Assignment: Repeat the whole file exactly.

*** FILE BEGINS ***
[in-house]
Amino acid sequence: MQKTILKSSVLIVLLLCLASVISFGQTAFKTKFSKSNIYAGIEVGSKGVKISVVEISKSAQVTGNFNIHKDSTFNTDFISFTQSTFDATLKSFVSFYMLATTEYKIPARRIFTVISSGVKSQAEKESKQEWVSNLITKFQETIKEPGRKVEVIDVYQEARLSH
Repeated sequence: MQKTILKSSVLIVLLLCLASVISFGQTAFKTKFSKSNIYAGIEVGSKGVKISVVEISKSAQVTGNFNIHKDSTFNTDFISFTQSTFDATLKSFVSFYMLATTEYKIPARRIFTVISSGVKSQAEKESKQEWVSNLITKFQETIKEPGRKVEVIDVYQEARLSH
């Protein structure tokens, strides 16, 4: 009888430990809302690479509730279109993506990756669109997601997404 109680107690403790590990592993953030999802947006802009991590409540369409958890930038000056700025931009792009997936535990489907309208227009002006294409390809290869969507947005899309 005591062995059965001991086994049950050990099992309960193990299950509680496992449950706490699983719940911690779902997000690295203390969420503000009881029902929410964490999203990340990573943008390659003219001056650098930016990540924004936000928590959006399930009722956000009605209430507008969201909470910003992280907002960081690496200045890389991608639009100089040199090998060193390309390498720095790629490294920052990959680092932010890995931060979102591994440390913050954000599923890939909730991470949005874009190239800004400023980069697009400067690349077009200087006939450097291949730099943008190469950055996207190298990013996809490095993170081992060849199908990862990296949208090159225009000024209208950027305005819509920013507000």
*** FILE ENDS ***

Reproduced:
[in-house]
Amino acid sequence: MQKTILKSSVLIVLLLCLASVISFGQTAFKTKFSKSNIYAGIEVGSKGVKISVVEISKSAQVTGNFNIHKDSTFNTDFISFTQSTFDATLKSFVSFYMLATTEYKIPARRIFTVISSGVKSQAEKESKQEWVSNLITKFQETIKEPGRKVEVIDVYQEARLSH
Repeated sequence: MQKTILKSSVLIVLLLCLASVISFGQTAFKTKFSKSNIYAGIEVGSKGVKISVVEISKSAQVTGNFNIHKDSTFNTDFISFTQSTFDATLKSFVSFYMLATTEYKIPARRIFTVISSGVKSQAEKESKQEWVSNLITKFQETIKEPGRKVEVIDVYQEARLSH
């Protein structure tokens, strides 16, 4: 009888430990809302690479509730279109993506990756669109997601997404 109680107690403790590990592993953030999802947006802009991590409540369409958890930038000056700025931009792009997936535990489907309208227009002006294409390809290869969507947005899309 005591062995059965001991086994049950050990099992309960193990299950509680496992449950706490699983719940911690779902997000690295203390969420503000009881029902929410964490999203990340990573943008390659003219001056650098930016990540924004936000928590959006399930009722956000009605209430507008969201909470910003992280907002960081690496200045890389991608639009100089040199090998060193390309390498720095790629490294920052990959680092932010890995931060979102591994440390913050954000599923890939909730991470949005874009190239800004400023980069697009400067690349077009200087006939450097291949730099943008190469950055996207190298990013996809490095993170081992060849199908990862990296949208090159225009000024209208950027305005819509920013507000």